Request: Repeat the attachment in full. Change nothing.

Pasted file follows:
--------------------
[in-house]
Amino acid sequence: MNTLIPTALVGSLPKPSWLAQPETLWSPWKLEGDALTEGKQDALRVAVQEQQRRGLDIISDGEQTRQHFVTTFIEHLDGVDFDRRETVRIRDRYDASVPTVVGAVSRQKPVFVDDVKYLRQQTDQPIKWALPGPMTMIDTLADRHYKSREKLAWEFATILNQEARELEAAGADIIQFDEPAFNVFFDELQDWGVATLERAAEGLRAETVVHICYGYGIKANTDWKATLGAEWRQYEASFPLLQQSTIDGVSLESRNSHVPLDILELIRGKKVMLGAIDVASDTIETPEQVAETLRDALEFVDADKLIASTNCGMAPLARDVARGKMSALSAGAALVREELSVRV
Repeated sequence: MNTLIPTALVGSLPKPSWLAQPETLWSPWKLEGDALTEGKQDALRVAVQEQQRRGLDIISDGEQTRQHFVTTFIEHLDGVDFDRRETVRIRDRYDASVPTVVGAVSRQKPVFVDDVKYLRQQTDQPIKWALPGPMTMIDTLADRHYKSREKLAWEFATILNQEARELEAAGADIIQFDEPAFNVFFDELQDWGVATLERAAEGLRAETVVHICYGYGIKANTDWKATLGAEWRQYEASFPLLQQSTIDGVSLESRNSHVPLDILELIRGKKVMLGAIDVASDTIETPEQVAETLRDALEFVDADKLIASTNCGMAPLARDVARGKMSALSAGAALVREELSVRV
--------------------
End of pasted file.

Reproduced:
[in-house]
Amino acid sequence: MNTLIPTALVGSLPKPSWLAQPETLWSPWKLEGDALTEGKQDALRVAVQEQQRRGLDIISDGEQTRQHFVTTFIEHLDGVDFDRRETVRIRDRYDASVPTVVGAVSRQKPVFVDDVKYLRQQTDQPIKWALPGPMTMIDTLADRHYKSREKLAWEFATILNQEARELEAAGADIIQFDEPAFNVFFDELQDWGVATLERAAEGLRAETVVHICYGYGIKANTDWKATLGAEWRQYEASFPLLQQSTIDGVSLESRNSHVPLDILELIRGKKVMLGAIDVASDTIETPEQVAETLRDALEFVDADKLIASTNCGMAPLARDVARGKMSALSAGAALVREELSVRV
Repeated sequence: MNTLIPTALVGSLPKPSWLAQPETLWSPWKLEGDALTEGKQDALRVAVQEQQRRGLDIISDGEQTRQHFVTTFIEHLDGVDFDRRETVRIRDRYDASVPTVVGAVSRQKPVFVDDVKYLRQQTDQPIKWALPGPMTMIDTLADRHYKSREKLAWEFATILNQEARELEAAGADIIQFDEPAFNVFFDELQDWGVATLERAAEGLRAETVVHICYGYGIKANTDWKATLGAEWRQYEASFPLLQQSTIDGVSLESRNSHVPLDILELIRGKKVMLGAIDVASDTIETPEQVAETLRDALEFVDADKLIASTNCGMAPLARDVARGKMSALSAGAALVREELSVRV